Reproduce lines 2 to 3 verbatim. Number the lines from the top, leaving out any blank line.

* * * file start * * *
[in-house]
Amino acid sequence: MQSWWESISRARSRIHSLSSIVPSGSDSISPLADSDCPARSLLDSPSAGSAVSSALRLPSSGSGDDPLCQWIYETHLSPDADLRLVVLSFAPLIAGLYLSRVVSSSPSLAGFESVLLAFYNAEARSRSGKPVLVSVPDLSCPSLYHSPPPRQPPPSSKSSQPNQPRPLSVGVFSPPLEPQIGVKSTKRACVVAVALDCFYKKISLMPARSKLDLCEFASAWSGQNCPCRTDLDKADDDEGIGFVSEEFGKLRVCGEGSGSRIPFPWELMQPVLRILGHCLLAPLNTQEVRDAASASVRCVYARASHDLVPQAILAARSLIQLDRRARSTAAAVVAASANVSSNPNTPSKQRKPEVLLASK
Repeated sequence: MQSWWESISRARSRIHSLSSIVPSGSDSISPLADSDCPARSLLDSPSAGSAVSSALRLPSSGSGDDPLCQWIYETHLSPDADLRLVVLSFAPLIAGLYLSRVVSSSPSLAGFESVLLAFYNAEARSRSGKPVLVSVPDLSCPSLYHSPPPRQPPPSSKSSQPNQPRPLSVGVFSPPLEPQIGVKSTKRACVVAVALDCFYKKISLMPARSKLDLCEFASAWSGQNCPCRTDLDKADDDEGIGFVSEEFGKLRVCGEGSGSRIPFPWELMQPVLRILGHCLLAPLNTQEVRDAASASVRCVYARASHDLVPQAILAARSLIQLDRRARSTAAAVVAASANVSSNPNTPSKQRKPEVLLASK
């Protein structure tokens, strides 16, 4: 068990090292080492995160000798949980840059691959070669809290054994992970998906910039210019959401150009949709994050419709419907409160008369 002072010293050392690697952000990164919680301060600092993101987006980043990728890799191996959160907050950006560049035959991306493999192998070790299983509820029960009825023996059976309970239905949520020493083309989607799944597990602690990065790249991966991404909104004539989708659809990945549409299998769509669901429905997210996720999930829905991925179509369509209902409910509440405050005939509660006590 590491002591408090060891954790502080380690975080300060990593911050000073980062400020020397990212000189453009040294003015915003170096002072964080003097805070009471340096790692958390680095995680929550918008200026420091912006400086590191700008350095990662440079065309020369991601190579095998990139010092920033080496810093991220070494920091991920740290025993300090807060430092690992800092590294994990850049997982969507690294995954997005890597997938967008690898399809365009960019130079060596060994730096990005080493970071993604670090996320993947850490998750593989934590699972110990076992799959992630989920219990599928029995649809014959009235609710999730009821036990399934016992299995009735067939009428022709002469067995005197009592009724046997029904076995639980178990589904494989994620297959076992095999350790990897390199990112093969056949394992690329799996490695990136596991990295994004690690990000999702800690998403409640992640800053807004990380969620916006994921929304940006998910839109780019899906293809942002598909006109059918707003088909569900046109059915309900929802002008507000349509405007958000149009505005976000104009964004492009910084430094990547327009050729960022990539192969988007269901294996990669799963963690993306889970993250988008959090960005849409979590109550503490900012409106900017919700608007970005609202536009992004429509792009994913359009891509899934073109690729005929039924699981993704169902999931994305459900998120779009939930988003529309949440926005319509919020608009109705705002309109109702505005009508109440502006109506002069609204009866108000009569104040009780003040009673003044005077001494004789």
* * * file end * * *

Amino acid sequence: MQSWWESISRARSRIHSLSSIVPSGSDSISPLADSDCPARSLLDSPSAGSAVSSALRLPSSGSGDDPLCQWIYETHLSPDADLRLVVLSFAPLIAGLYLSRVVSSSPSLAGFESVLLAFYNAEARSRSGKPVLVSVPDLSCPSLYHSPPPRQPPPSSKSSQPNQPRPLSVGVFSPPLEPQIGVKSTKRACVVAVALDCFYKKISLMPARSKLDLCEFASAWSGQNCPCRTDLDKADDDEGIGFVSEEFGKLRVCGEGSGSRIPFPWELMQPVLRILGHCLLAPLNTQEVRDAASASVRCVYARASHDLVPQAILAARSLIQLDRRARSTAAAVVAASANVSSNPNTPSKQRKPEVLLASK
Repeated sequence: MQSWWESISRARSRIHSLSSIVPSGSDSISPLADSDCPARSLLDSPSAGSAVSSALRLPSSGSGDDPLCQWIYETHLSPDADLRLVVLSFAPLIAGLYLSRVVSSSPSLAGFESVLLAFYNAEARSRSGKPVLVSVPDLSCPSLYHSPPPRQPPPSSKSSQPNQPRPLSVGVFSPPLEPQIGVKSTKRACVVAVALDCFYKKISLMPARSKLDLCEFASAWSGQNCPCRTDLDKADDDEGIGFVSEEFGKLRVCGEGSGSRIPFPWELMQPVLRILGHCLLAPLNTQEVRDAASASVRCVYARASHDLVPQAILAARSLIQLDRRARSTAAAVVAASANVSSNPNTPSKQRKPEVLLASK